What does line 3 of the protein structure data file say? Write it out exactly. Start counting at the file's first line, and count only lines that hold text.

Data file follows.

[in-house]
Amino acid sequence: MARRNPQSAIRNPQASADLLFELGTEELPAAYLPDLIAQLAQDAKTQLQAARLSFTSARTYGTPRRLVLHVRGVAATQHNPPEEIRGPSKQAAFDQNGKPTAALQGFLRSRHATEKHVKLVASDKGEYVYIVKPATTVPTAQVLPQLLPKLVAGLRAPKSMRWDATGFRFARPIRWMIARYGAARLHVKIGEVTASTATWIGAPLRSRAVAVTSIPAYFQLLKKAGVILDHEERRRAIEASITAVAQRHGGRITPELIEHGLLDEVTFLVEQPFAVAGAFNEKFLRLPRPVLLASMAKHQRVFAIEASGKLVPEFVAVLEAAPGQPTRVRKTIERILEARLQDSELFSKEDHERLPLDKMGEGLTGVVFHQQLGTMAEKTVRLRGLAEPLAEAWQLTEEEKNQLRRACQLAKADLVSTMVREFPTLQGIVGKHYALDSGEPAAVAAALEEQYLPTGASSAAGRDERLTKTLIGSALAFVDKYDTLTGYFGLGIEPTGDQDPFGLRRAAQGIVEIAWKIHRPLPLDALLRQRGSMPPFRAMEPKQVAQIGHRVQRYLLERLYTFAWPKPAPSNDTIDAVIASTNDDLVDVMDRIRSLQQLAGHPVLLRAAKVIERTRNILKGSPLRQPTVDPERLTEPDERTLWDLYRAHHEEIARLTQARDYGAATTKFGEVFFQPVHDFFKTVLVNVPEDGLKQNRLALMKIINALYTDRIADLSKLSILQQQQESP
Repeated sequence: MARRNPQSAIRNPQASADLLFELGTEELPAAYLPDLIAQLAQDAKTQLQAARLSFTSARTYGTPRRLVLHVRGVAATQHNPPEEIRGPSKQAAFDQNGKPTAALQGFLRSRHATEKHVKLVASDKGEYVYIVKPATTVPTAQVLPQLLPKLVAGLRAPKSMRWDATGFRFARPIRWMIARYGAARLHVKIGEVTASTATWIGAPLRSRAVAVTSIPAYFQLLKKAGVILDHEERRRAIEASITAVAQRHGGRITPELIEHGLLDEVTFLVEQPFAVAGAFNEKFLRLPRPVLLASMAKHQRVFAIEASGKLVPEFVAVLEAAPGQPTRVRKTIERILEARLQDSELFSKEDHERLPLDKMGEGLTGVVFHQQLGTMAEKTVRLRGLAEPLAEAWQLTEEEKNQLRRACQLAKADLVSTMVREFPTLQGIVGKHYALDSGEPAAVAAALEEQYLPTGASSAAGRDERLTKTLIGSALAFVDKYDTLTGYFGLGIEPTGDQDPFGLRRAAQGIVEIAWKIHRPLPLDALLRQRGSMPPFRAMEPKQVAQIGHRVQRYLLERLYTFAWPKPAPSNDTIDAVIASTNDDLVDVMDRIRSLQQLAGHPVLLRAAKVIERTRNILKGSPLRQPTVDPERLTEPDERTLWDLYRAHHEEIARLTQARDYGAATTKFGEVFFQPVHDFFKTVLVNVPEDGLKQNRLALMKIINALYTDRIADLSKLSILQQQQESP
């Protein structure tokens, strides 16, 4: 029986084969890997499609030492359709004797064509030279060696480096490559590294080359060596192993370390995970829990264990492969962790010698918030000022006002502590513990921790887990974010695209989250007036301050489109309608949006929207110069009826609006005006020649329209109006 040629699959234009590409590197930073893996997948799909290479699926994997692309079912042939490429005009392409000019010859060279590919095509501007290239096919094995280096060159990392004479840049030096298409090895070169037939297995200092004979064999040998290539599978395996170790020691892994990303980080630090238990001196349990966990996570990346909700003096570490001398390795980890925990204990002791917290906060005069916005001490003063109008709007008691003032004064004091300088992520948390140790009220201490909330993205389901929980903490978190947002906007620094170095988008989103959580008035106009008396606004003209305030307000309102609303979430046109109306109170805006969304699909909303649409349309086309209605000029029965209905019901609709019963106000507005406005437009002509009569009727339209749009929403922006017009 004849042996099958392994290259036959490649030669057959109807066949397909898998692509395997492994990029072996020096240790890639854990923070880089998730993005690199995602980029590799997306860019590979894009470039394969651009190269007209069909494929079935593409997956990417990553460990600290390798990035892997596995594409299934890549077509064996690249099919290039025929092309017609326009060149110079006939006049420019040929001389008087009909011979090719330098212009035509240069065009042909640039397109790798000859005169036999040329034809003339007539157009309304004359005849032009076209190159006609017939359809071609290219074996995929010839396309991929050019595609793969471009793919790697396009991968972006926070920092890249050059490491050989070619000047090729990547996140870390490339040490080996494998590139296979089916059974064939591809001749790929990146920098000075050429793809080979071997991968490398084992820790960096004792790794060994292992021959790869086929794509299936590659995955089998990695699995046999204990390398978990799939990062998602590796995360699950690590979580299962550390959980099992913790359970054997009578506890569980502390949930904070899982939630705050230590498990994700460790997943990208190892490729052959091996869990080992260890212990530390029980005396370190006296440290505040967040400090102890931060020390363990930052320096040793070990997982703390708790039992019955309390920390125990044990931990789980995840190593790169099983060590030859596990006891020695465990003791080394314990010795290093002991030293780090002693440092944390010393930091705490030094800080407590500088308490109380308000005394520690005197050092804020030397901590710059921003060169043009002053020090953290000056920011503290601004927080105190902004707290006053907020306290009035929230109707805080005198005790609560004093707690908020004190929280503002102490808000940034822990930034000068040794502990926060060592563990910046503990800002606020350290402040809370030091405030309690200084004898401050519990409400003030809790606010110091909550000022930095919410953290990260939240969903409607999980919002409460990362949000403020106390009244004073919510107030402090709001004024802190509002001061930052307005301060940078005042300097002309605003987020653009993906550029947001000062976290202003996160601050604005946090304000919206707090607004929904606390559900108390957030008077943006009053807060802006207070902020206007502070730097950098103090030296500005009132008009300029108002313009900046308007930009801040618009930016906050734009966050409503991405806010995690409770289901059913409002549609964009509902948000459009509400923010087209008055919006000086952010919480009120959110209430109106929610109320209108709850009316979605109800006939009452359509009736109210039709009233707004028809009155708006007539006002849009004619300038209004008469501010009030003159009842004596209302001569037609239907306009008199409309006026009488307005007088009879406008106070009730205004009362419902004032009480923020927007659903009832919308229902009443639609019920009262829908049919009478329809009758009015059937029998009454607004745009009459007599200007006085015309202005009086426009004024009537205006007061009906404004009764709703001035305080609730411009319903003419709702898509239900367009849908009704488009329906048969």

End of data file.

Repeated sequence: MARRNPQSAIRNPQASADLLFELGTEELPAAYLPDLIAQLAQDAKTQLQAARLSFTSARTYGTPRRLVLHVRGVAATQHNPPEEIRGPSKQAAFDQNGKPTAALQGFLRSRHATEKHVKLVASDKGEYVYIVKPATTVPTAQVLPQLLPKLVAGLRAPKSMRWDATGFRFARPIRWMIARYGAARLHVKIGEVTASTATWIGAPLRSRAVAVTSIPAYFQLLKKAGVILDHEERRRAIEASITAVAQRHGGRITPELIEHGLLDEVTFLVEQPFAVAGAFNEKFLRLPRPVLLASMAKHQRVFAIEASGKLVPEFVAVLEAAPGQPTRVRKTIERILEARLQDSELFSKEDHERLPLDKMGEGLTGVVFHQQLGTMAEKTVRLRGLAEPLAEAWQLTEEEKNQLRRACQLAKADLVSTMVREFPTLQGIVGKHYALDSGEPAAVAAALEEQYLPTGASSAAGRDERLTKTLIGSALAFVDKYDTLTGYFGLGIEPTGDQDPFGLRRAAQGIVEIAWKIHRPLPLDALLRQRGSMPPFRAMEPKQVAQIGHRVQRYLLERLYTFAWPKPAPSNDTIDAVIASTNDDLVDVMDRIRSLQQLAGHPVLLRAAKVIERTRNILKGSPLRQPTVDPERLTEPDERTLWDLYRAHHEEIARLTQARDYGAATTKFGEVFFQPVHDFFKTVLVNVPEDGLKQNRLALMKIINALYTDRIADLSKLSILQQQQESP